Nigel Ogle is an environmental and social scientist from Melbourne, Australia. Having just completed his undergraduate degree, Nigel hopes to learn more about the dynamic relationships between marine mammals and environmental processes, such as the effects of tidal oscillations, upwelling, nutrient availability, and climate change on whale population distributions. Nigel’s long-term career aspiration is to complete a post-doctorate and work in the field of marine mammal research in Polar Regions.


Having just completed a bachelor’s degree in Social Science (Environmental Society) and Environmental Science from RMIT in Melbourne, Australia, my arrival to the Alaska Whale Foundation’s Center for Coastal Conservation in Warm Springs Bay was probably the most abrupt yet incredibly perfect way to transition from University textbooks to frontier science. I recall utilizing every possible opportunity during my studies to write about the cetaceans in the North Pacific, so to witness these creatures firsthand and to participate with organizations, such as AWF, that are on the forefront of scientific research in this field, has been incredible.  

Our arrival to Warm Springs Bay was welcomed by the presence of a local humpback whale, Hobo, who greeted us by showing us her fluke just in front of the research center. Fortunately for us, she stayed within the bay for several more days bubble net feeding, which allowed us to obtain some data on this interesting behavior.

In addition to whale research, the Center for Coastal Conservation also has several other research projects underway, such as a long-term avian acoustic monitoring program to study local avian ecology. This monitoring program will allow us to determine not only the presence or absence of bird species to specific habitats but also the timing of arrival, population density estimates and more broadly, climate change. Arrival and departure times of certain migratory bird species can be used as environmental indicators (an ecological approach to measuring the degree of environmental change in a particular habitat). For example, if we find that certain bird species are arriving earlier than usual, these earlier arrivals could be indicative of warming annual temperatures. So far we have installed two acoustic devices in both muskeg and forest habitats and have been recording bird songs on specific time intervals centered on sunrise and sunset.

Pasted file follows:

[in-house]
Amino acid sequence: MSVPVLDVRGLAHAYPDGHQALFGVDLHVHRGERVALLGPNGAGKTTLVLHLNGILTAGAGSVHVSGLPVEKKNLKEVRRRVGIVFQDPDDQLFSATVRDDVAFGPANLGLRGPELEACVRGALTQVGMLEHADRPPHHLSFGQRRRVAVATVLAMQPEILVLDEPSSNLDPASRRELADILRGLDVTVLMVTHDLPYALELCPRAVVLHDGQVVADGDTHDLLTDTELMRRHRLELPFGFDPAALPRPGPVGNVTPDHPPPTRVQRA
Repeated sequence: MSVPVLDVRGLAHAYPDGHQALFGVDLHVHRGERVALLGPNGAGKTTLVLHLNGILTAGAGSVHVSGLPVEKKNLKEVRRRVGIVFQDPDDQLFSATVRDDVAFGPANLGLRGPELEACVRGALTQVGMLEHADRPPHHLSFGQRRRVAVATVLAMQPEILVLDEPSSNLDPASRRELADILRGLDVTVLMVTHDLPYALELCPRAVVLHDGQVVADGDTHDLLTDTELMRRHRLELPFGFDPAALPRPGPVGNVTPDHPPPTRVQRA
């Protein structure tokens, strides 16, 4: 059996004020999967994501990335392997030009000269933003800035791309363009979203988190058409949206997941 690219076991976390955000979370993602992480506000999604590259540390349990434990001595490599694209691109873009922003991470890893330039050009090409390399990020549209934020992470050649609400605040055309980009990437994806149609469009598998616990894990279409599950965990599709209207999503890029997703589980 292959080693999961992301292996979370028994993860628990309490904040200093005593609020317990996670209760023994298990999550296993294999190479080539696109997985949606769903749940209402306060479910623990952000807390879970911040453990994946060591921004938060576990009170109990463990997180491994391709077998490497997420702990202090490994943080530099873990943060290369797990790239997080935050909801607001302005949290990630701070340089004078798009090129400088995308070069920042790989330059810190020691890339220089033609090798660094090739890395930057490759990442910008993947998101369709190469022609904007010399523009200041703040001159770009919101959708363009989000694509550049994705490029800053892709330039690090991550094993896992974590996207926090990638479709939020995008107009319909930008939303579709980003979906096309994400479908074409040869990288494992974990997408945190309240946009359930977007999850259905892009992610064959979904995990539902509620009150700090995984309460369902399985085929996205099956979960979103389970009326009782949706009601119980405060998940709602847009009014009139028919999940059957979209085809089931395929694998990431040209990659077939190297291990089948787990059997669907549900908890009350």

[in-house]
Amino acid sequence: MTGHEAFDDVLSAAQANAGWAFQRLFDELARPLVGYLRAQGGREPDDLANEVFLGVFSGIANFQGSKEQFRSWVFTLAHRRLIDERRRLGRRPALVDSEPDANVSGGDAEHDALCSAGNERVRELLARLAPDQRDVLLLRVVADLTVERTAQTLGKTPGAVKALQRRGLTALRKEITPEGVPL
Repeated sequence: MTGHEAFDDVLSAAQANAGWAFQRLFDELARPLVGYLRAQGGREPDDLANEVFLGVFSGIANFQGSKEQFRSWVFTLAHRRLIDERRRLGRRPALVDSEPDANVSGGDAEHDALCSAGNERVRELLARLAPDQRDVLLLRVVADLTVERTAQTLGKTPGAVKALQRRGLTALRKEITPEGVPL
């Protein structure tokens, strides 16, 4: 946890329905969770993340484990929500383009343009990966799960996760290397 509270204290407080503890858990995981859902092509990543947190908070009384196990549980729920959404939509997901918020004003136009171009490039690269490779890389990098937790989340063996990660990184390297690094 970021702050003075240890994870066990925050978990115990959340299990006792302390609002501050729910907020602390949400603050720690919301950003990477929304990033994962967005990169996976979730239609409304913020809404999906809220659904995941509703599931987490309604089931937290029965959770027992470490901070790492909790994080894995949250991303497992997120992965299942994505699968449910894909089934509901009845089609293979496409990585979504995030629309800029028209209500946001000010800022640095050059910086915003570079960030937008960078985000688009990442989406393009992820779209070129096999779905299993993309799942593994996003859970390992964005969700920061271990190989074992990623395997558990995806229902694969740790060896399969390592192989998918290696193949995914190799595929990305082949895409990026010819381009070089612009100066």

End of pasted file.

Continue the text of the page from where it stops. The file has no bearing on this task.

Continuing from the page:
The Varied Thrush (Ixoreus naevius) is a beautifully colored bird that generally lives in forest habitats containing large spruce, fir, and hemlock trees near coastal environments. When looking at the acoustic details of the Varied Thrush, its unique song often appears rather simplistic and much longer than most other birds on the spectrogram, making it relatively straightforward to detect among all the other sounds of the wild. The thick band of acoustic recording observed along the bottom of the spectrogram image below, for example, could be a combination of several other natural sounds, such as other songbirds in the distance, tree branches blowing in the wind, or the sound of roaring waterfalls spewing fresh winter snow-melt from the mountaintops.